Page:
Tenth nation in the world (only one rank behind Germany), Denmark certainly deserves its invitation to the Deutschland Cup, having been invited only once 15 years ago… and who finished last even being beaten by Japan ! There is no one left who knew this era, Julian Jakobsen having announced his international retirement.
The Danes have applied themselves to selecting their best formation, minus the detrimental injuries like their striker Nicklas Jensen. For the first time in their history, they created a B team, called “Next Generation” and sent to Norway at the same time. A sign of the widening reservoir in a country that historically had few internationals.
Toni Söderholm chose for his part to summon a young team from Germany. Even before the last minute changes (Alexander Blank in place of sick Taro Jentzsch and Julius Karrer in place of injured Tobias Fohrler), he wanted to observe a team to be gauged, where only three players (Nowak, Michaelis and Tiffels) exceed the 25 selections. Three rookies are lined up tonight: striker Luis Schinko – who has emerged internationally as Wolfsburg’s top scorer in the CHL – and defenders Jan-Luca Sennhenn and Luca Zitterbart. The rear lines are particularly tender. With veteran Marco Nowak left in the stands, the most experienced is Colin Ugbekile with just… 12 caps.
Germany nevertheless proved to be defensively stable from the start of the match. She is less at ease offensively. It certainly combines on its first numerical advantage (high stick of Meyer), but without success. The home team keep the upper hand in the duels, but they need a hint of luck to finally open the score. The center of captain Marc Michaelis, intended for Wohlgemuth, is deflected against his camp by the stick of Danish defender Anders Koch. But this same Koch makes up for it by equalizing from the blue line before the break.
Denmark came out of the locker room very strong and pressed the Germans into their zone with a more aggressive game. Goaltender Dustin Strahlmeier must make a spectacular mitt save against Morten Poulsen. The first local penalty is then whistled against Alexander Ehl (hang). Nicolai Meyer, unopposed in the slot, took the opportunity to give the visitors the advantage. Once trailing, Germany gradually picked up the thread of their game. Patient behind the goal, Alexander Blank served a perfect pass to Daniel Schmölz for the equaliser.
The Germans rather dominate the rest of the match, but with few opportunities to put in their mouths. Frederik Dichow, the young goalkeeper of Frölunda, signs a superb save just before the siren against Blank. In extra time, Felix Scheel concedes a penalty shot, but Marc Michaelis, the Langnau striker, also fails against Dichow. It is the beginner Luis Schinko who triggers the decisive counter-attack. Schmölz’s shot was then blocked by Jesper Jensen Aabo, but the Nuremberg winger converted his second chance and gave Germany victory in front of a very sparse home crowd.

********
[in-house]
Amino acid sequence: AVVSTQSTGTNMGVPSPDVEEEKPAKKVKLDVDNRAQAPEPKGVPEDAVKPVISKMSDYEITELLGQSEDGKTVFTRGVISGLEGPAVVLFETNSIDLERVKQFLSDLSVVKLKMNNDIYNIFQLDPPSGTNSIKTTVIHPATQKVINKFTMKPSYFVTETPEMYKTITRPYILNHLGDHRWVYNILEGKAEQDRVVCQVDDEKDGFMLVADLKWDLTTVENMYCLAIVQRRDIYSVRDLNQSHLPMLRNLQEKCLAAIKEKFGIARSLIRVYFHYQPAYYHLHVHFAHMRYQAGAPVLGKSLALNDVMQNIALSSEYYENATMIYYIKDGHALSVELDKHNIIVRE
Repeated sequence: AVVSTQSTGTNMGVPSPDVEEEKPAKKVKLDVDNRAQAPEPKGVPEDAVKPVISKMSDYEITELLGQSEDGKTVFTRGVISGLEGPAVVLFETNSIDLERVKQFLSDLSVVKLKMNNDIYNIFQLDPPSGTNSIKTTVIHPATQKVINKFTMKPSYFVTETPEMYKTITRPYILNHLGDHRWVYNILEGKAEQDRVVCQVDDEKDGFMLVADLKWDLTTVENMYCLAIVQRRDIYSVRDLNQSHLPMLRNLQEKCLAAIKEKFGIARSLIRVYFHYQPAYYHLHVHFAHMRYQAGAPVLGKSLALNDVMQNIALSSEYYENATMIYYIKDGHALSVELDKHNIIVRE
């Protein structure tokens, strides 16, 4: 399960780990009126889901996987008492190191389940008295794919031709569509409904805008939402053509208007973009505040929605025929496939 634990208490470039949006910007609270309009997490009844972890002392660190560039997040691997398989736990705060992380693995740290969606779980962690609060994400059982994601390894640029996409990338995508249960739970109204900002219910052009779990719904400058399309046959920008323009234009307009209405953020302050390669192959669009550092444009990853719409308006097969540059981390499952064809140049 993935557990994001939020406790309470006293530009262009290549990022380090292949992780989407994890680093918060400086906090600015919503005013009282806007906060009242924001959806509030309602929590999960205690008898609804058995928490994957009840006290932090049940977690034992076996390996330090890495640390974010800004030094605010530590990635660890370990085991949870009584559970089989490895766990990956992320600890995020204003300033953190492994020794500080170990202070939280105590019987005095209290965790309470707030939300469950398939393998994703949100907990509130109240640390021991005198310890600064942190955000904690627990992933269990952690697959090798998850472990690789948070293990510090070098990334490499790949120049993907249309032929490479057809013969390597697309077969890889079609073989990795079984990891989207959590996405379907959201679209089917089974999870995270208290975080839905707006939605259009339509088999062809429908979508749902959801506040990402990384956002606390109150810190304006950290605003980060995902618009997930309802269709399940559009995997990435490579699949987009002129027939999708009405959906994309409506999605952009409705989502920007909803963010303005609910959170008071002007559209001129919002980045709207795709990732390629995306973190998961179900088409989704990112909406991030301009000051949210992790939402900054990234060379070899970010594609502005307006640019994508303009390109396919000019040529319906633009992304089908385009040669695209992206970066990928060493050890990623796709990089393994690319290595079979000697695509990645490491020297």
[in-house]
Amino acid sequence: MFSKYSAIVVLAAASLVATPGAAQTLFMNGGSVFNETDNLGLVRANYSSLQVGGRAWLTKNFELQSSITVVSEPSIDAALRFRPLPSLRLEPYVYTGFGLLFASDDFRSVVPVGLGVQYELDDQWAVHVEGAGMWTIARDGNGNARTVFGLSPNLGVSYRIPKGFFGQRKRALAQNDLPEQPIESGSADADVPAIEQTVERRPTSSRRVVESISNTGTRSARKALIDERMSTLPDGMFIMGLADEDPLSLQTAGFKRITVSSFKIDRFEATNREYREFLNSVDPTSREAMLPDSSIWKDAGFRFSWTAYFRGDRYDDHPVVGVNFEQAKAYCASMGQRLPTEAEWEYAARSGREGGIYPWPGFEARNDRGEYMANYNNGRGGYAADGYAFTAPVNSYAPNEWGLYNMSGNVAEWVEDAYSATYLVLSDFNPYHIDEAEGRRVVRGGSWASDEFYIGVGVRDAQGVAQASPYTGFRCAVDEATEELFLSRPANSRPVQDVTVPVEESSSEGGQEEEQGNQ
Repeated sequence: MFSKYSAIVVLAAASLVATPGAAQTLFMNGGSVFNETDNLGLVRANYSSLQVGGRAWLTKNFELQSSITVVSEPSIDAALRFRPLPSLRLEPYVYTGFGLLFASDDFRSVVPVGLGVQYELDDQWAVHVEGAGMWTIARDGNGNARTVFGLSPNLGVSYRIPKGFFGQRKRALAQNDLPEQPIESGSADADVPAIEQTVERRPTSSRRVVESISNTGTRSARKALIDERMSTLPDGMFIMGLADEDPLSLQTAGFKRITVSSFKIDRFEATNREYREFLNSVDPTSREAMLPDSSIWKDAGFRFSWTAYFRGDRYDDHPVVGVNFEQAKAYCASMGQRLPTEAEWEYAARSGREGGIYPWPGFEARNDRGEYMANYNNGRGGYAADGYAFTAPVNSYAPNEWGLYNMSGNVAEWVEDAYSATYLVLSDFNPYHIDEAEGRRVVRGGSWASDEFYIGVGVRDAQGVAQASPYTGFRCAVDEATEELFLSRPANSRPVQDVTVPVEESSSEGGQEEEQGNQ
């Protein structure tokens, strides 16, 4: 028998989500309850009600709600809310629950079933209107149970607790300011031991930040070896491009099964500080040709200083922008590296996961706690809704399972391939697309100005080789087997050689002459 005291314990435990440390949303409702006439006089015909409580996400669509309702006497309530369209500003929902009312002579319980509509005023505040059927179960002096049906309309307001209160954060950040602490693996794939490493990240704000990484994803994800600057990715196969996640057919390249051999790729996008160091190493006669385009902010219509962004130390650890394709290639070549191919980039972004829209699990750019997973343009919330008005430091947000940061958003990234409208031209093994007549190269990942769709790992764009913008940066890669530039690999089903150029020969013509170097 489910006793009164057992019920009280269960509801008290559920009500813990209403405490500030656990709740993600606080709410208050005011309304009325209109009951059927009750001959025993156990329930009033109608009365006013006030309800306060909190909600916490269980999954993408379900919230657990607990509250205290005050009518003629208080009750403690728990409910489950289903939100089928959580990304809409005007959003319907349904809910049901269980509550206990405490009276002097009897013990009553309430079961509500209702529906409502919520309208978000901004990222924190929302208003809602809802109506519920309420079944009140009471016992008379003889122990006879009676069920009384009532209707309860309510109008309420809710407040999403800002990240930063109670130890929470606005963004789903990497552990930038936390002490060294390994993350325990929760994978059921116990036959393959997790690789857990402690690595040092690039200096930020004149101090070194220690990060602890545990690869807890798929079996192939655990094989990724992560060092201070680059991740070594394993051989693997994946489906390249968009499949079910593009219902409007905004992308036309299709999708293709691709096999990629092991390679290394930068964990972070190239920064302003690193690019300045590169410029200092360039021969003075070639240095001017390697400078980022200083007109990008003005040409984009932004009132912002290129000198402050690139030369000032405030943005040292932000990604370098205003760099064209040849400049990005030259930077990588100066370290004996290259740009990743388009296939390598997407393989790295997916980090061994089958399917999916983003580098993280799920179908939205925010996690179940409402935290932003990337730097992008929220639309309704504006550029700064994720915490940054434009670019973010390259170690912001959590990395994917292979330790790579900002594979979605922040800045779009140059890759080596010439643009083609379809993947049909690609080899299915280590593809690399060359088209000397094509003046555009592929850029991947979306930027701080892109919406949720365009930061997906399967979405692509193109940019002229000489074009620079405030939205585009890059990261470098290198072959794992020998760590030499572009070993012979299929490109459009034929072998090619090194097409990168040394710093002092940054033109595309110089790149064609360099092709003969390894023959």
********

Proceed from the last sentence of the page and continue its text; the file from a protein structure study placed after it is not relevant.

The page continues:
Post-match comments :
Toni Söderholm (Germany coach): “We played with freshness and a lot of tempo. The guys fought very well. We took a bit of time to find our game but it was better after the first minutes of the first and second periods. We were the better team overall. Each player has taken responsibility and that makes me happy. All the newbies made a strong entry. »
Jan Luca Sennhenn (Germany defender): “It made me very happy and of course it’s a great honor to be able to play here. In the end we were able to get the win. A match in the national team is something other than in the league, you have to get used to it. I think that will be the case during the tournament. Between Cologne and Krefeld, it’s a leap forward, it’s all the more beautiful as my family was there to see me start. »
Germany – Denmark 3-2 after extra time (1-1, 1-1, 0-0, 1-0)
Thursday November 10, 2022 at 7:45 p.m. at the Yayla Arena in Krefeld. 1680 spectators.
Referees: Marian Rohatsch (GER) and Martin Fraňo (TCH) assisted by Joshua Römer and Tobias Schwenk (GER).
Penalties: Germany 2′ (0′, 2′, 0′, 0′); Denmark 2′ (2′, 0′, 0′, 0′).
Shots: Germany 28 (7, 9, 7, 5); Denmark 27 (4, 14, 6, 3).
1-0 at 15’09: Michaelis assisted by Ugbekile and Wohlgemuth
1-1 at 18’56: Koch assisted by M. Eller and K. Jensen
1-2 at 25’49: Mayer assisted by Aagaard and From (num. sup.)
2-2 at 32’47: Schmölz assisted by Blank and Karrer
3-2 at 63’30: Schmölz assisted by A. Eder and Schinko
Dominik Bokk (+1) – Marc Michaelis (C, +1) – Tim Wohlgemuth (+1)
Maximilian Kammerer (-1) – Andreas Eder – Frederik Tiffels
Daniel Schmolz (+2) – Alexander Blank (+1) – Luis Schinko (+2)
Samuel Soramies – Tobias Eder – Alexander Ehl (2′)
Leon Hüttl (-1) – Mario Zimmermann (-1)
Marcus Weber – Luca Zitterbart
Janik Moser (+1) – Julius Karrer (+1)
Jan Luca Sennhenn – Colin Ugbekile (+1)
Substitute: Mirko Pantkowski (G). In reserve: Tobias Ancicka (L), Marco Nowak, Eric Mik (R), Justin Schütz, Tim Fleischer, Danjo Leonhardt (A).
Mathias From – Patrick Bjorkstrand (-2) – Morten Poulsen
Felix Scheel – Christian Wejse – Joachim Blichfeld
Matthias Asperup (-1) – Christopher Frederiksen – Nicolai Meyer (-1, 2′)
Mikkel Aagaard (-1) – Mads Eller – Kristian Jensen
Morten Jensen – Jesper Jensen Aabo (-1)
Matias Lassen (-1) – Oliver Lauridsen
Rasmus Lyo – Anders Koch
Malta Setkov – Nicolai Weichel (-1)
Substitute: George Sørensen (G). Reservists: Mads Larsen (D), Søren Nielsen, Sebastian Ehlers (A).